As we begin the season of Lent this year, it might be a good time to reflect upon what our Christian faith is really all about. Pope Francis is our best resource in making it clear what is important for living a good Christian life. The two articles from The Guardian, cited below, lay out pretty effectively, how we ought to live our lives as followers of Jesus, the Christ.
Pope Francis provided guidance in his morning homily at his private morning Mass. He
suggests that it may be better to be an atheist than to be a hypocritical Catholic. But what makes a Catholic a hypocrite? It seems to be a failure to live what he sees as the essentials for the Christian life. He does not include the externals of going to Mass or participating in church activities in the essential category. Rather, he says, I go to Mass, but "my life is not Christian,
I don't pay my employees proper salaries, I exploit people, I do dirty business, I launder money."
For Francis, the core of the Christian life is working for social justice. He condemns the sexual abuse of children by priests. He has noted that mafia members excommunicate themselves. He has told Cardinals that they must not act and live like princes. He also said that Catholics should see atheists as good people if they do good.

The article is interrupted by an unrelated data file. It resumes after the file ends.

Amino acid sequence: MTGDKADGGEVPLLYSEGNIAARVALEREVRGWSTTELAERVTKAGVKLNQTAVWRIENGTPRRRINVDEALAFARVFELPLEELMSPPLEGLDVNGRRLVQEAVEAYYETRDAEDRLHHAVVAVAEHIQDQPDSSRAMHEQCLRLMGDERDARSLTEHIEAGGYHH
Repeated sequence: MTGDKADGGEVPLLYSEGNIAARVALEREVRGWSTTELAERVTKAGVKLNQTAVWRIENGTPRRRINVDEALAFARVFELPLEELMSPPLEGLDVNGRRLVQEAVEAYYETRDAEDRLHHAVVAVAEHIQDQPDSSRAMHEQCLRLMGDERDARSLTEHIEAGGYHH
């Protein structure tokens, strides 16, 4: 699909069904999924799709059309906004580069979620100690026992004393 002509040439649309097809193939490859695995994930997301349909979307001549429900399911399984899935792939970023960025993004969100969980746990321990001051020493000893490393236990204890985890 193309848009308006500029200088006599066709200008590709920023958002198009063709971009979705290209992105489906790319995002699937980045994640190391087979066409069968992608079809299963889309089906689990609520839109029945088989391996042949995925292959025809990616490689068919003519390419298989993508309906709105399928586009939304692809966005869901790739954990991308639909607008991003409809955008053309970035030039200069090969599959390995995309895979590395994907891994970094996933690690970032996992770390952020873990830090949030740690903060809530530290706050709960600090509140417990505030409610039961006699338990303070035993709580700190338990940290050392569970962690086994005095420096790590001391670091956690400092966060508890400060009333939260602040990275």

It is how we treat other people that really matters. While this is a hard saying, it should not be surprising since it is nothing more than a restatement of the Gospel. In the 15th chapter of Matthew it says, "What goes into the mouth does not defile a man; but it is what comes out of the mouth that defiles a man." Matthew also tells us that salvation is gained or lost by what we do for others: giving drink to the thirsty, feeding the hungry, visiting the sick, etc., Matt 25:31-46.